The artist on exhibition is M.A. Tateishi.  Tateishi creates a full artwork and then covers it with another artwork, the layers of completed works are up to 15 layers deep on each piece!  Then Tateishi begins to tear away, revealing different layers, finally applying a resin to complete the piece. The exhibition is called, "Secrets" and the works are quite breathtaking.

I wanted to come up with a project that was inspired by M.A. Tateishi's artwork, but of course with only an hour, 35 students, and keeping in mind we would be working within the gallery and mess needed to be minimal, I knew it would have to also be quite different than Tateishi's work.

While the curator and I were brainstorming, I remembered the elephant project done months earlier with the eraser. It seemed that "taking away" the pencil markings would tie in nicely with the "taking away" of Tateishi's art displayed in the gallery. The Curator agreed, plus no real mess with paper, pencil and eraser the only supplies needed. We had an idea!

So after the students had a chance to get up and really look at the works after the curator's talk, we got down to having some fun.

I explained they would be creating artwork with items they each had in their desk at school. Well at least I thought they had them in their desk at school, until one of them spoke for the group and informed me I obviously went to school with the dinosaurs because their classroom had computers at their desk...NOT pencils and erasers. The teacher tried to ease my pain as I came to terms that I was in fact very old, by telling me she did have pencils and erasers in her desk.


So once my brain stopped reeling that pencils and erasers to today's students sounds as crazy as slates and chalk did to me when growing up, we got down to work. I asked them to each create the outline of their subject's shape and then shade it in darkly with the side of their pencil.

Once done, they began drawing with a simple Pink Pearl eraser.

I walked around making suggestions and encouraging them to try to get at least 4 to 5 different values. I also let them know they were more than welcome to go back and add more pencil if they felt they had taken away too much, until they were happy with the work.

I had brought in some reference material of animals, along with lemons, raspberries and pears. (some of Tateishi's titles are "Pumpkin Pie", Lemon Meringue Pie", and Raspberry Pie") Some students chose to work with these and then some went other directions.

Like creating snowmen

or finding inspiration in the exit sign overhead. I love when artist find inspiration in very simple, everyday things we take for granted.

Others got very creative and combined a variety of animals together. This is part unicorn, pig, and beaver.  Love it.

Then there were students who really went off the beaten path and took the project in directions I had not even thought about before.  This one is inspired by an artist in the gift shop with First Nation ties.

I tried to pick a variety of the pieces to share here so you can see all the amazing things that can be created with just a pencil and eraser. I was quite impressed with each and every student in the gallery that day. It is always interesting to see how many ways there are to interpret a simple idea and I always enjoy seeing each child's unique personality come out in their artwork.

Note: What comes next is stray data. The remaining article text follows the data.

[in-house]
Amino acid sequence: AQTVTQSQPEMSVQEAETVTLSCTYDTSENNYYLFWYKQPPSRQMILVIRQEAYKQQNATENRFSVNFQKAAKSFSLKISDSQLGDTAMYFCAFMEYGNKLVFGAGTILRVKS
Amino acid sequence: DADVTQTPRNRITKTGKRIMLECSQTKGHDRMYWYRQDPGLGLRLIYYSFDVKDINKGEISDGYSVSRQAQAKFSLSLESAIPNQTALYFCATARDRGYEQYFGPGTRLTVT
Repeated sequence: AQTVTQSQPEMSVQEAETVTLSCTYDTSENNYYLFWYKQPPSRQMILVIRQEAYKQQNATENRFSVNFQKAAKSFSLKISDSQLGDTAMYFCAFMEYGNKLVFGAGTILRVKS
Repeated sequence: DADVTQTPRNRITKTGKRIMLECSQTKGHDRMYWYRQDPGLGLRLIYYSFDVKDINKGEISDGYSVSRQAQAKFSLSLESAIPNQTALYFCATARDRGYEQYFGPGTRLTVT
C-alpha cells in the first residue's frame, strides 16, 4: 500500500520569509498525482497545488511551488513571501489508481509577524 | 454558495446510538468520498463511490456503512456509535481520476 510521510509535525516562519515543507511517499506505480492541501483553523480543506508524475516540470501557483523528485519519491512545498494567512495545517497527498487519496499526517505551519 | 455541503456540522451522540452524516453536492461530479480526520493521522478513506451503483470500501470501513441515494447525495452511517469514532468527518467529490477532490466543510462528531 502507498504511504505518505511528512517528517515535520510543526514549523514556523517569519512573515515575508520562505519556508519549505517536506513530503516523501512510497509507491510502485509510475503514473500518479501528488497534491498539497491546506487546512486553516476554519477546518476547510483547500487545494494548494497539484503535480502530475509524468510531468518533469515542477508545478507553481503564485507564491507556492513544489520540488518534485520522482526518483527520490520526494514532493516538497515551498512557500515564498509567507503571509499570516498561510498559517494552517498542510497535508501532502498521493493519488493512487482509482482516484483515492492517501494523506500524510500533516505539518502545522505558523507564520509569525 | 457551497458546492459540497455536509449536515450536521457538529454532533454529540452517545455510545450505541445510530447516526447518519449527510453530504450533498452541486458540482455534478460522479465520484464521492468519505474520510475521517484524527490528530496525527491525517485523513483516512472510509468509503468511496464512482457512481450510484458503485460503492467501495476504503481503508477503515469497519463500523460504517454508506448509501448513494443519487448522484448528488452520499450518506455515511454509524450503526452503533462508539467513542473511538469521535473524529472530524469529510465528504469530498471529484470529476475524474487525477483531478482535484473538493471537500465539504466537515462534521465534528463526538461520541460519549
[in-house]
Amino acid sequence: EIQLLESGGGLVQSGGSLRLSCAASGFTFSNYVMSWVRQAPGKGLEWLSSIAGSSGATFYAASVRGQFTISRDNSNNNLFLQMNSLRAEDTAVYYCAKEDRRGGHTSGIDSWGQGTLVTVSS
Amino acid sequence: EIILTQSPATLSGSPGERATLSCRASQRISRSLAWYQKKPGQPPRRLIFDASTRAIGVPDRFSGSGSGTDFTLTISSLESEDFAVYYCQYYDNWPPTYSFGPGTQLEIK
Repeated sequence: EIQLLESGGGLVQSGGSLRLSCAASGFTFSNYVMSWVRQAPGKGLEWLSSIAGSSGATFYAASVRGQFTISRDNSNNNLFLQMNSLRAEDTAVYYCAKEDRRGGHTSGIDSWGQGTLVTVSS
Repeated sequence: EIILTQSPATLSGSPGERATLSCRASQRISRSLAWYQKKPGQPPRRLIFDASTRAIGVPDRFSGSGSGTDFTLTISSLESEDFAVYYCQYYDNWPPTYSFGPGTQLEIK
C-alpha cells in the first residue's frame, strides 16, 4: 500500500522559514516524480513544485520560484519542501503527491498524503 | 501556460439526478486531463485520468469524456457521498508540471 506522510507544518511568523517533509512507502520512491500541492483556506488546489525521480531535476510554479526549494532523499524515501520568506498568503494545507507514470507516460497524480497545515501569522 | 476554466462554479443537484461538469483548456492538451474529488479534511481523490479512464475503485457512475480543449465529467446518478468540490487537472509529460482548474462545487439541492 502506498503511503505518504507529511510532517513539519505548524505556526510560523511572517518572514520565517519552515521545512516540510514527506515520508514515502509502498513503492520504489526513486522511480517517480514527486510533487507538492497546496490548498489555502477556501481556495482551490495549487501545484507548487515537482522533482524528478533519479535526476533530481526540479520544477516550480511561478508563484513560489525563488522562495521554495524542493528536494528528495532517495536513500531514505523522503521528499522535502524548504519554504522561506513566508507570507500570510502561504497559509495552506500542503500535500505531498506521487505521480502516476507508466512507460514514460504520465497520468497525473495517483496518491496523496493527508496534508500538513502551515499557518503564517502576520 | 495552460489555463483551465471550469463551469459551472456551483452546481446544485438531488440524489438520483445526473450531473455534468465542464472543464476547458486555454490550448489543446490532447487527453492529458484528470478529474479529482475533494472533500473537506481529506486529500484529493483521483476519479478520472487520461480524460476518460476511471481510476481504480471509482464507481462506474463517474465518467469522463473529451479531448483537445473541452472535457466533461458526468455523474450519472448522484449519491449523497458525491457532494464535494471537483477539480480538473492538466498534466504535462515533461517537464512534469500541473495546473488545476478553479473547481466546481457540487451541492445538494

I hope they enjoyed the morning as much as I did. Thank you Seymour Art Gallery for inviting me over to work with this great group of students. Seymour Art Gallery and their curator offer some very exciting opportunities for school groups in the community and I could not recommend enough for people to enrich student's lives with the programming available at the gallery.

Friday, June 5, 2015

Peek-a-boo dye painting

I had a make up class this Wednesday and the student had requested we work with the dyes she remembered trying with me a couple of years ago in a camp she attended.

She wanted to use the salt.

And so I had the dyes set up and waiting for her when she arrived, along with a file folder full of colorful fish for her to choose from for reference.

She decided on a couple of different references of a clown fish and sketched both out on working paper.

She looked at the composition combining both sketches and then each singularly.

Then decided to use her sketch with the fish peek-a-booing out from the anemones.

By the time she was finally on her watercolor paper, we were almost out of time in the class! Since this was the last class before summer, internally I began to panic that she would not have time to finish as I anticipated all the anemone work to take a long time.

I called her mother to see if it was possible to stay longer, but due to the running back and forth of children to a variety of activities, that we all experience, it was not possible.

What a great learning opportunity this became for the student.

As artist we all have to work within certain constraints.

Be it time, money, materials or a host of other unforeseen challenges.

For me, this is one of the best lessons learned in art classes. Using your imagination and creativity to resolve problems/challenges.

A skill that will serve children well throughout their lives in a variety of situations that have absolutely nothing to do with art.

Having the ability to think outside the box is in my opinion what separates the leaders in the world and I certainly do my part to help students attain this skill.

And this student rose to the challenge beautifully!